If your child is a year or less away from preschool, you are probably cherishing the time you have with them before they start the grind of their lifelong education. But this is also a time period in which you should be doing whatever you can to make sure that your child is actually ready for the road ahead. If you want your child to hit the ground running in preschool, you can take them to certain events now or educate them at home in a way that will prepare them for the first day of preschool. Here are some ideas that might help.
Your Local Library Might Be Able to Help
Most libraries have a children's section with books for kids of all ages. Get into the habit of taking your kid to the local library once a week during the summer before preschool starts and read a book with them. It might be even better if the library has a youth program where the kids can sit and listen to a librarian or a volunteer read to them. Getting together with other kids at the library is also a great way to prepare your child for interacting with other kids (and adults who are not Mom and Dad) when they head off to their preschool program.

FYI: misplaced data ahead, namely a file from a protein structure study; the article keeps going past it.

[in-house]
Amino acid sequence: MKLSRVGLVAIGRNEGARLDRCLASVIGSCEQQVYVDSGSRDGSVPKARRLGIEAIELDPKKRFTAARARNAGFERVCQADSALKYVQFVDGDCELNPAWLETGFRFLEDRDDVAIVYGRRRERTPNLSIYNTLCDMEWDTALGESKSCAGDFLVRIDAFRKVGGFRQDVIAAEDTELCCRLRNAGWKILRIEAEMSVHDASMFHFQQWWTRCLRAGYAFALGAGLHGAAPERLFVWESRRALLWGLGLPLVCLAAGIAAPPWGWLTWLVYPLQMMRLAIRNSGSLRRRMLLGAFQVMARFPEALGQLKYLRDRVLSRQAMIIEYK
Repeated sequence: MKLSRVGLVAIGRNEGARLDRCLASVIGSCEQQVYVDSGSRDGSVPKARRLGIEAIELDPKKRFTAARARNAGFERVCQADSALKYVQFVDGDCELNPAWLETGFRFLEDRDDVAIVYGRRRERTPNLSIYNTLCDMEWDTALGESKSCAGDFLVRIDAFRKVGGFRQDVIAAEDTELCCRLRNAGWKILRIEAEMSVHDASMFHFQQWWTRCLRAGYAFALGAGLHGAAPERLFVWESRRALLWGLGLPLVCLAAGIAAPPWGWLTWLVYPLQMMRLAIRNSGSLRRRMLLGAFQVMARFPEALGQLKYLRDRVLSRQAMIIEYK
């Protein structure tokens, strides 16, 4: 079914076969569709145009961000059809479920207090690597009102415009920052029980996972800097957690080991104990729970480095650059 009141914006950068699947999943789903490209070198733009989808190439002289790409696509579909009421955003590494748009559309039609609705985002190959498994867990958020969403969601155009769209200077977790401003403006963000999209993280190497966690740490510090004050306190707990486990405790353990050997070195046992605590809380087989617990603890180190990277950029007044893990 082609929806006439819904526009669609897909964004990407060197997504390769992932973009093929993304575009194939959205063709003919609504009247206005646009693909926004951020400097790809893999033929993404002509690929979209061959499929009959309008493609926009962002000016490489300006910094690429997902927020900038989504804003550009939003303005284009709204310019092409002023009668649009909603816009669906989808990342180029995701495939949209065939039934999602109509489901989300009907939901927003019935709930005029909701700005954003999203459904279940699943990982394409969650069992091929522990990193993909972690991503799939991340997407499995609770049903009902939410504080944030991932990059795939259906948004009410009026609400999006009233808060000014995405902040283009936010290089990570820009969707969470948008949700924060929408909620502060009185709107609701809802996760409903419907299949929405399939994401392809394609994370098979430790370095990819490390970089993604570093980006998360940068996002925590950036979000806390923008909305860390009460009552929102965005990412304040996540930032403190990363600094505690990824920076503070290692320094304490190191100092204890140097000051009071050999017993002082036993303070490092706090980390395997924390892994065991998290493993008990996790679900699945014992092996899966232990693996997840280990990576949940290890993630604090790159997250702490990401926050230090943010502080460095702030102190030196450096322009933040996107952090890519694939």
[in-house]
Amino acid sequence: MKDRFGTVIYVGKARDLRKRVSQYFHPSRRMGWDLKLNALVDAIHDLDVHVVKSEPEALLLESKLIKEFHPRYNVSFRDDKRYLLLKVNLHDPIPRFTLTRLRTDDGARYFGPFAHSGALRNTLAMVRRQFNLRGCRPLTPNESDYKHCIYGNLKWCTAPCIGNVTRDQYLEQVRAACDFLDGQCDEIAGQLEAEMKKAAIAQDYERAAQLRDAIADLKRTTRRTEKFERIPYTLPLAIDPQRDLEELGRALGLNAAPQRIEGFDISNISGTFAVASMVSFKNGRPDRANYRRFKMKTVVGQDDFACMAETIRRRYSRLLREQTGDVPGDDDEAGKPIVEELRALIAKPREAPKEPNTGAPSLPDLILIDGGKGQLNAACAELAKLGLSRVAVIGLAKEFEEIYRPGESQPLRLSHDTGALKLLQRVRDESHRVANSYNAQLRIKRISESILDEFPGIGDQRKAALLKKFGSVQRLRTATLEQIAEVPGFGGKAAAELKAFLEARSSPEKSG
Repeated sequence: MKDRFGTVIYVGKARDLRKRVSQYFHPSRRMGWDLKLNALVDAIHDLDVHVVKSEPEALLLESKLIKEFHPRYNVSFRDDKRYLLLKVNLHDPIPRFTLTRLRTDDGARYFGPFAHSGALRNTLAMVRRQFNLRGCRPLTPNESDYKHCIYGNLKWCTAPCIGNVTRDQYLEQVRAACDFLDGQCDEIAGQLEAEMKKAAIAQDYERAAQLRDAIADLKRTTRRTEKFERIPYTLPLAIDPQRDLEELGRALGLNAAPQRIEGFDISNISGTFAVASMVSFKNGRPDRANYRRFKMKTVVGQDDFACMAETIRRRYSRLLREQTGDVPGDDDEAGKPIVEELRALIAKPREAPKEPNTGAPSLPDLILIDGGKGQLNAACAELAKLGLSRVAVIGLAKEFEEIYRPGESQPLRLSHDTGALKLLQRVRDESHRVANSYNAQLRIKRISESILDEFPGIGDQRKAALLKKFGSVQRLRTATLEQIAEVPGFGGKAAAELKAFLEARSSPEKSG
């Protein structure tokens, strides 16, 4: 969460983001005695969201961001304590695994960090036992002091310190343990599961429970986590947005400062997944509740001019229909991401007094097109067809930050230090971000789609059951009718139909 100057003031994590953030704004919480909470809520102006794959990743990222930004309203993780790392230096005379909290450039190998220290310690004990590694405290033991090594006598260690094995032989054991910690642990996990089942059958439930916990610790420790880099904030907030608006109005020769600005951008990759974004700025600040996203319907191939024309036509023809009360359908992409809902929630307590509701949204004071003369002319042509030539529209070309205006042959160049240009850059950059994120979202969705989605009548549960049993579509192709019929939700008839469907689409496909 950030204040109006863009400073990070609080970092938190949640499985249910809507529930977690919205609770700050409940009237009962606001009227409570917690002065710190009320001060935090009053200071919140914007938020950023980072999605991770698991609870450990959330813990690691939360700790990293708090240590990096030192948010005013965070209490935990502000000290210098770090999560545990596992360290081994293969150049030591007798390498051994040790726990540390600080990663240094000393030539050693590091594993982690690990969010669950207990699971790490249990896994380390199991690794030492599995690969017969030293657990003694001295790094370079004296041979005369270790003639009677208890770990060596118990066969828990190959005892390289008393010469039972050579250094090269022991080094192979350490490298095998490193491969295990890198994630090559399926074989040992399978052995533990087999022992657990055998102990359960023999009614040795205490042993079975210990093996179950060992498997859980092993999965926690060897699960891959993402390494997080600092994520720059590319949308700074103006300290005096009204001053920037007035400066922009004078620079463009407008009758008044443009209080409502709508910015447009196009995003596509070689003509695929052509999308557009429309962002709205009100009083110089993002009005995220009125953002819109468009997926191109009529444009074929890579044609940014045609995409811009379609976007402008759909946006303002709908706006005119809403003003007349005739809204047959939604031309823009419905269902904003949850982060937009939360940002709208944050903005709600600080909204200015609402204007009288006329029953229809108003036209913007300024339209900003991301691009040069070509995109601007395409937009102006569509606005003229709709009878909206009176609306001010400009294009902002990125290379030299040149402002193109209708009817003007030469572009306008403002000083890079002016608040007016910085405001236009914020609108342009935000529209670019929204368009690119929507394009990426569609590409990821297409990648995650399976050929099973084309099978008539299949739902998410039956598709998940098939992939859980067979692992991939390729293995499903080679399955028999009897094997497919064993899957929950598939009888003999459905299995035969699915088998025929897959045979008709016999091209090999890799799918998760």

Start Their Curfew Early
Some young kids will be tired enough at night to fall asleep on their own without assistance, but only you know what kind of kid you have what their sleep schedule usually looks like. If you want the start of the school year to go smoothly, put them on a curfew during the summer months. It doesn't have to be the same "go to bed" time as the school year, but you want them to get used to going to bed at the same time every night. You may also want to wake your child up every day at a certain time to simulate getting up and getting ready for school.
Break Out the Old Photo Albums
If the idea of school is still foreign to your kid, help familiarize them with the idea. Break out some photos from when you were a kid and going to school. If your child has older siblings, get them involved in talking about it. (Just make sure none of your older kids start going off about how "boring" they find it.) Seeing old photos or hearing old stories from your time in school can help mentally prepare your child for what to expect.